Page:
The Good Things

I am in another hard week. Not just for me, I recognize. This is a hard season for my household, our community and for the world at large. Things feel heavy because they are heavy. Sickness and Violence and Injustice and Disaster should always be things that weigh on our souls; they should never be welcome things in our lives and in this world.

So I hold those things. The Bad Things.

I cannot emotionally and physically hold only The Bad Things. And neither can you. Whatever we try to tell ourselves, however we try to justify it, it is too much. Which is why we have permission to find The Good Things, too. Even if they are small, even if they are stored in our memories, even they have not yet arrived, we all have access to The Good Things.

I recently landed in the Emergency Department because of a medication reaction causing me to nearly pass out and shake uncontrollably. I had such a strong anxiety attack my medical team filled my IV with Valium after helping me with fluids. On top of being painful and scary, it was a huge disappointment: this was the medication that my cardiology team had hoped would prolong my heart’s life. My intolerance means we have to try something different and anticipate my heart’s quicker decline. Bad Things.

So it struck me as somewhat miraculous when I started finding The Good Things:

My mother-in-law drove in from Oklahoma gave up her entire week to help me and Ben at home. She assisted with meals, house cleaning, and health maintenance. She gave us not only the gift of her presence, but also took away the burden of literal hours of chores that would have fallen to my caregiving husband. She is a Good Thing.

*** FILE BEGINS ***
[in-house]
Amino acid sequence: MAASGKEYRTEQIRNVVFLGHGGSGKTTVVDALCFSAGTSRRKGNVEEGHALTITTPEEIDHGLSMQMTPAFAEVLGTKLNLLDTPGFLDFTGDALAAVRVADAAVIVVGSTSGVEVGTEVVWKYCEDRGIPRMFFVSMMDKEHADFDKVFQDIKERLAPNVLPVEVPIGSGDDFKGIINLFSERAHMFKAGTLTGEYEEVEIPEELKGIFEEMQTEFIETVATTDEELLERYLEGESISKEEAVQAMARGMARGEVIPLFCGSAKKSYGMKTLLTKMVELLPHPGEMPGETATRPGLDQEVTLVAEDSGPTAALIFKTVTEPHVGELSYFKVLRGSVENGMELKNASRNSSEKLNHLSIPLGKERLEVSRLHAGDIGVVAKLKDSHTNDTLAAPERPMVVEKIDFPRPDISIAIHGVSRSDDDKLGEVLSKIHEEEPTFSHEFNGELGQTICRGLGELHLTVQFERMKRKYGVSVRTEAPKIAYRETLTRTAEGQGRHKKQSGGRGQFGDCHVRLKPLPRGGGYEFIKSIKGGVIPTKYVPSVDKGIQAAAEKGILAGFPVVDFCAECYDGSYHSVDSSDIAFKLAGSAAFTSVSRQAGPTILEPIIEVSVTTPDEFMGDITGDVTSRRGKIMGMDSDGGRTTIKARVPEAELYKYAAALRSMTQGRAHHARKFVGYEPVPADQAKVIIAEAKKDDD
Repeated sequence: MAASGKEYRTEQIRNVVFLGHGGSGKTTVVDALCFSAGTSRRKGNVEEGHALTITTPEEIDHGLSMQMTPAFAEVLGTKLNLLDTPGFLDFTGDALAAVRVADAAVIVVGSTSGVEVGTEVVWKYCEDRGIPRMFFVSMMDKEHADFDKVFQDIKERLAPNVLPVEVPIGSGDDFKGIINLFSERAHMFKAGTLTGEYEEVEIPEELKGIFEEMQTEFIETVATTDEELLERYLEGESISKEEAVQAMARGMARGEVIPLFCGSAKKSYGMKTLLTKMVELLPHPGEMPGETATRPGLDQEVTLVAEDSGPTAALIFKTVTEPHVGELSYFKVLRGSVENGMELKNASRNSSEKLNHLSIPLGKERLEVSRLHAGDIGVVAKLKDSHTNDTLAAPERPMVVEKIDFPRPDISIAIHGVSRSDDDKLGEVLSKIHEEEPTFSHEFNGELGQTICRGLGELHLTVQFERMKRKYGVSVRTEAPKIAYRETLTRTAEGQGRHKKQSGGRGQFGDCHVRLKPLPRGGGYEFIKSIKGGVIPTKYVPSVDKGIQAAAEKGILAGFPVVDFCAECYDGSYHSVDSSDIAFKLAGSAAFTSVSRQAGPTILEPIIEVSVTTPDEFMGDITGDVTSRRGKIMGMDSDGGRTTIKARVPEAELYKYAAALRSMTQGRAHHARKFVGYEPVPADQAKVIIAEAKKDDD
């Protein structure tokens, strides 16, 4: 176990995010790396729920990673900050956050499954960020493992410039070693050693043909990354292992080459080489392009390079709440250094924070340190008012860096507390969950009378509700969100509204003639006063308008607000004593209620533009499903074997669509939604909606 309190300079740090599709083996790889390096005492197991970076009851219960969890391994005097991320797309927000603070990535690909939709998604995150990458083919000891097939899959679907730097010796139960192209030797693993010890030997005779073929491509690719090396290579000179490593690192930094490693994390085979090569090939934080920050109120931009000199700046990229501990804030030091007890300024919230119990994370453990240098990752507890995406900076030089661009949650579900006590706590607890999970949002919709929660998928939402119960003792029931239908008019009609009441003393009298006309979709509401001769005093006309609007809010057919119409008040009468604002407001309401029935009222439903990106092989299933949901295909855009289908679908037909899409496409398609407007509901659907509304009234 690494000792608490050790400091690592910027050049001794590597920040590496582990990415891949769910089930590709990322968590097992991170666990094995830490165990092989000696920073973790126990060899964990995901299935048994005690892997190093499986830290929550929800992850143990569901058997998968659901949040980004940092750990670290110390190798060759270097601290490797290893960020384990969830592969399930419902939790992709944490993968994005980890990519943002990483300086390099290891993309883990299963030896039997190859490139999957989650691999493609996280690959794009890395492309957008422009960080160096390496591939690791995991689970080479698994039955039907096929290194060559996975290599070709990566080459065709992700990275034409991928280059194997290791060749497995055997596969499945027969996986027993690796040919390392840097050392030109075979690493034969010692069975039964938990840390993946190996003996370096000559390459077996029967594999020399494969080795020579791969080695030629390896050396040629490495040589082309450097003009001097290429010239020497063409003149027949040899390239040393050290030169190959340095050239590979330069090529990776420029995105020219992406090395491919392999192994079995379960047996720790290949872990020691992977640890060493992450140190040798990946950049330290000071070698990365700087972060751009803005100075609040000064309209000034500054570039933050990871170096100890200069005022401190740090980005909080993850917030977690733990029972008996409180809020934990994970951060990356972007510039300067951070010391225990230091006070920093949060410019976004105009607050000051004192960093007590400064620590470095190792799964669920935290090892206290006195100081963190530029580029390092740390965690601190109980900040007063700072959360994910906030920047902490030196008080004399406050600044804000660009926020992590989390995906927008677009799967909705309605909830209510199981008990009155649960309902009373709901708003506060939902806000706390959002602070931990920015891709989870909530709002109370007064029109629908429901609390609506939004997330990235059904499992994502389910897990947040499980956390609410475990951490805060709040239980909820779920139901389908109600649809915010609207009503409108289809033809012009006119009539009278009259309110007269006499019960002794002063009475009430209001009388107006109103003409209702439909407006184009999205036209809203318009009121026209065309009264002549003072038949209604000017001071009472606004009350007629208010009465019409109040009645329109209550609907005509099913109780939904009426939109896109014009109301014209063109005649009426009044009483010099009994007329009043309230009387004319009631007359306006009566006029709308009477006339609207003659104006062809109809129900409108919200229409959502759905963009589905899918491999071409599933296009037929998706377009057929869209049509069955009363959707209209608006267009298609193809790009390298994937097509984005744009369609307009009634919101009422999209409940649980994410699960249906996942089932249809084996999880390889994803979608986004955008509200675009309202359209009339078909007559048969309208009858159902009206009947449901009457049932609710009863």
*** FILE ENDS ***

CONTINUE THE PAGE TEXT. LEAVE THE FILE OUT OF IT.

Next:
I was able to talk to my mother, too, and celebrate her birthday on the phone. Both sides of my family sent meaningful e-mail, adorable photos, and daily “Life in Fresno” updates. My incredible husband continued to care for me (and make me laugh in the process!). They are a Good Thing.

Friends reached out to see how I am feeling and functioning. Local pals ran errands and my next door neighbor dropped off a homemade dinner. People prayed and sent us encouragement in their own words and in Scripture. These are Good Things.

A haircut. A drive to Dover. Lizards and bunnies and butterflies. All Good Things.

The Psalmist declares that God fills life with Good Things. And I am someone determined to see and accept God’s Good Things, to allow them to exist alongside the Bad. To open my eyes and also my hands, to see and to receive. I am also determined to try not to blame God for the Bad Things, the things that are not God’s plan for our world that we create ourselves. The God who forgives, heals, ransoms me, surrounds me, and fills my life with Good Things is with me and is with you.

So today, as we navigate the Bad, while Ben quarantines downstairs and we monitor ourselves for Covid symptoms and worry about our friends who are sick and try to prayerfully make decisions to care for our community and world, I can look outside at our Rose of Sharon in full magenta bloom and think: Praise the God of Good Things.